Yashin was in goal when Russia won the gold medal at the 1956 Olympics football tournament and the 1960 European championships. Three years later he won the coveted Ballon d’Or, the only goalkeeper ever to win the award.

He was also nominated for the Ballon d’Or in 1961.

In 1994, Yashin was chosen for the FIFA World Cup All-Time Team, and in 1998 was chosen as a member of the World Team of the 20th Century.

He spent his entire professional football career with Dynamo Moscow, from 1950 to 1970, winning the USSR football championship five times and the Soviet Cup three times in 326 appearances.

Yashin, who was born on October 22, 1929, died on March 20, 1990, at the age of 60.

To vote for Lev Yashin to be part of SportsMax's Ultimate XI, visit SportsMax's Ultimate XI page and watch the SportsMax Zone as Brent Sancho, Warren Barret, and Juan G Arango take a look at your picks. The SportsMax Zone airs on SportsMax at 4:30 pm Jamaica time/5:30pm Eastern Caribbean time with a repeat on SportsMax 2 at 6 pm Jamaica time/7 pm Eastern Caribbean time.


Full name: Lev Ivanovich Yashin

Date of birth: 22 October 1929

Place of birth: Moscow, Russian SFSR, Soviet Union

Date of death: 20 March 1990 (aged 60)

Place of death: Moscow, Russian SFSR, Soviet Union

Height: 1.89 m (6 ft 2 in)[1]

Position: Goalkeeper

Club career

1950–1970 Dynamo Moscow 326 games      

International career

1954–1967 Soviet Union 74 games         


1956 Olympic Games Gold medal

1960 UEFA European Championship Winner

1964 UEFA European Championship Runner-up 1964 Spain



Danielle Williams, the 2019 World Championship bronze medallist, says she is humbled that she will be enshrined into the NCAA Division II Hall of Fame as a member of the 2020 Class.

Amidst money worries and their ongoing dispute with FIFA, the Trinidad and Tobago Football Association now has to contend with a demand from former coach Russell Latapy who says the TTFA has owed him money for years and he needs to be paid immediately.

Last week I looked at the trends linking timespans between the great eras of Jamaican male sprinting.

Meanwhile, the island’s women were more consistent but, alas, to the Jamaican public, sprinting success only seems to matter when the men do well.

When Jamaica’s men have struggled to win medals, their women – Merlene Ottey, Juliet Cuthbert, Sandie Richards, Merlene Fraser, Juliet Campbell, Beverley McDonald, Veronica Campbell-Brown, Sherone Simpson, Kerron Stewart, Elaine Thompson and Shelly-Ann Fraser-Pryce, kept the country’s flag flying by winning medals.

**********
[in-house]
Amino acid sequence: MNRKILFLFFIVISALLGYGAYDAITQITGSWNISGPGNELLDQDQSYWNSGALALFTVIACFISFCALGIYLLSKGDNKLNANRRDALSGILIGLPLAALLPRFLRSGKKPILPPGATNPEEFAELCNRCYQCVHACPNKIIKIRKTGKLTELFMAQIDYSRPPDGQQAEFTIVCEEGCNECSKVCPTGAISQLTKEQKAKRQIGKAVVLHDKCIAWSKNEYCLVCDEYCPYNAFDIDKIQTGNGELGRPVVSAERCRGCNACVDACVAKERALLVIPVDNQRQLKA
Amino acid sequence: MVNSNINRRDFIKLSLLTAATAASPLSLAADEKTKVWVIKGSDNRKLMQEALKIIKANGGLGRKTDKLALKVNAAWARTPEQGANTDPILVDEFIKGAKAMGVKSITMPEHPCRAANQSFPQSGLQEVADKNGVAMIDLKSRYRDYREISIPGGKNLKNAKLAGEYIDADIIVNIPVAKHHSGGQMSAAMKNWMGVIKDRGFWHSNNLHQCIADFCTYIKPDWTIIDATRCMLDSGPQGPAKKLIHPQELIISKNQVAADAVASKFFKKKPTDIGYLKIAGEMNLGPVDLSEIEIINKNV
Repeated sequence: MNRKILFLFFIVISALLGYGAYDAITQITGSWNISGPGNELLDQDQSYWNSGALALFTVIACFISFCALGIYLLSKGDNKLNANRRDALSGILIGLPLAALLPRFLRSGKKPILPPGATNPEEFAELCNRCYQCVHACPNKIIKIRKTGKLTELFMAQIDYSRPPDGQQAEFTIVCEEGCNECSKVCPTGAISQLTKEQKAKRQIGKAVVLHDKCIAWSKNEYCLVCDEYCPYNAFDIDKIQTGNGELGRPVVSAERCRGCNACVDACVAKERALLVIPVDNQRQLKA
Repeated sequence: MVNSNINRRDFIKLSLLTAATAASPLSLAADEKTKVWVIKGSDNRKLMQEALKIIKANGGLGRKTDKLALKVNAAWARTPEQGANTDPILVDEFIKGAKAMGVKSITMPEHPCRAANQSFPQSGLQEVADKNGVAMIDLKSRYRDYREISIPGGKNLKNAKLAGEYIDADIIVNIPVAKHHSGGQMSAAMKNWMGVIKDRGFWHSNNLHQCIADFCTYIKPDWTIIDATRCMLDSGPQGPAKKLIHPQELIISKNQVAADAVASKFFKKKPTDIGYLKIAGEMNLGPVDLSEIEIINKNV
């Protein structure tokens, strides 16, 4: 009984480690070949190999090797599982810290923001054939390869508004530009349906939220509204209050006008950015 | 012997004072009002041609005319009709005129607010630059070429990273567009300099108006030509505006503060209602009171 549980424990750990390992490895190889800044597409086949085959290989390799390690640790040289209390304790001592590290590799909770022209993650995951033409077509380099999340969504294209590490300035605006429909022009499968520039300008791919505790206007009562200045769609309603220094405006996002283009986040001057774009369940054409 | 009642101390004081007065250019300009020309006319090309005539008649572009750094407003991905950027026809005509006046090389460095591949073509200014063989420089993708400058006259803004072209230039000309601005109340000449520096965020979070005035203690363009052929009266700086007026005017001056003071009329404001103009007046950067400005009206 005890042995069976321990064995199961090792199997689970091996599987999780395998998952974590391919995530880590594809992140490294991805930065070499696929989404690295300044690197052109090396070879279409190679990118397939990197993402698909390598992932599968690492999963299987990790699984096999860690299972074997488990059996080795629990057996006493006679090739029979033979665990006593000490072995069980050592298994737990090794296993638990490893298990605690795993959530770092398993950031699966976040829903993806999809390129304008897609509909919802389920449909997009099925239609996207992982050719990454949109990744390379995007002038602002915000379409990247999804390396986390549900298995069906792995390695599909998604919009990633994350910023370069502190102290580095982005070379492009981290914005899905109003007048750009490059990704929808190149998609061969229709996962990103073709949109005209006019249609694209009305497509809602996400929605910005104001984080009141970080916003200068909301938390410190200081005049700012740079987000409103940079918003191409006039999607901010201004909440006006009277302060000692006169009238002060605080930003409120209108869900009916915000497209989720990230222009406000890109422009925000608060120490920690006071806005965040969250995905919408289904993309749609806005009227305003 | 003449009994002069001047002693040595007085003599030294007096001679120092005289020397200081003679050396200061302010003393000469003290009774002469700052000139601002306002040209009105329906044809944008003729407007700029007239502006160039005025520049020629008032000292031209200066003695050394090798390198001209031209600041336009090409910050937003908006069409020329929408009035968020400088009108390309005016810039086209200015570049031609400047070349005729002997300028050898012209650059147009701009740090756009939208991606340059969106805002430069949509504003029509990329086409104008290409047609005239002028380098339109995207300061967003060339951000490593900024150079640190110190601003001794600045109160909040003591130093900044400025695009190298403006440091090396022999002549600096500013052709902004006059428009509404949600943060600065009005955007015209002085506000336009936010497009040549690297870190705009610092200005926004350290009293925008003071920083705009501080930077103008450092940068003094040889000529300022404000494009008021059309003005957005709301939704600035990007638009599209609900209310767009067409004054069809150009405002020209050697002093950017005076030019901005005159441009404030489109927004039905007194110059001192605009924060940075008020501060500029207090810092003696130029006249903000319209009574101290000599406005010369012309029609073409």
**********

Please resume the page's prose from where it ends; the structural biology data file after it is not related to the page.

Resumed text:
However, these days I worry about what I believe is happening with a lot of Jamaica’s emerging male and female sprinters who seem unable to navigate the gap between their amateur status and the professional ranks.

There are several reasons why I believe this is happening, injury being one of the major factors, but today I will focus on what I believe to be another.

It was the 18thcentury American political activist Thomas Paine who said:

“The harder the conflict, the more glorious the triumph. What we obtain too cheap, we esteem too lightly; it is dearness only that gives everything its value. I love the man that can smile in trouble that can gather strength from distress and grow.”

It is a lesson many Jamaican youngsters would do well to learn.

After Usain Bolt blew up in 2008 with three gold medals and three world records in Beijing, many aspiring young athletes were inspired to be like him. They were coming out of the woodwork by the dozens. High-school track and field coaches experienced a boon in talent as they had never experienced before.

Along with the emergence of new talent came global sponsors seeking to snap up the next star early and cheaply.

After all, Bolt was signed early and cheaply by his sponsors who benefitted greatly as he rocketed to stardom. This came on the heels of a period of uncertainty when it seemed as if he was going to be yet another casualty of a system that many argue asks too much too soon of our high-school athletes.

However, when Bolt and company stunned the Commonwealth in 2006 in Melbourne and then the world two years later, there seemed to be a mad rush on to sign any child in the Jamaican high school system that displayed a modicum of talent.

Kids were signing contracts left, right and centre and 12 years later, it is almost embarrassing to see how few have successfully transitioned to the senior ranks.

Mind you, there are good and bad sides to what was happening.

On the good side, a few Jamaican kids from humble backgrounds were able to secure small contracts that allowed them to ‘eat’ and maintain a fairly decent lifestyle as they prepared to launch into professional track and field.

When you have nothing and someone offers you something more, it is easy to lose perspective. A few kids and their families were able to secure homes, a nice car, and a little money in the bank.

However, in too many instances all this seemed to do was take away the hunger that is oftentimes necessary to keep athletes focused on what the real goal is. Yes, a few thousand US dollars can make life better but imagine what could be, if you actually won something or became the best in the world.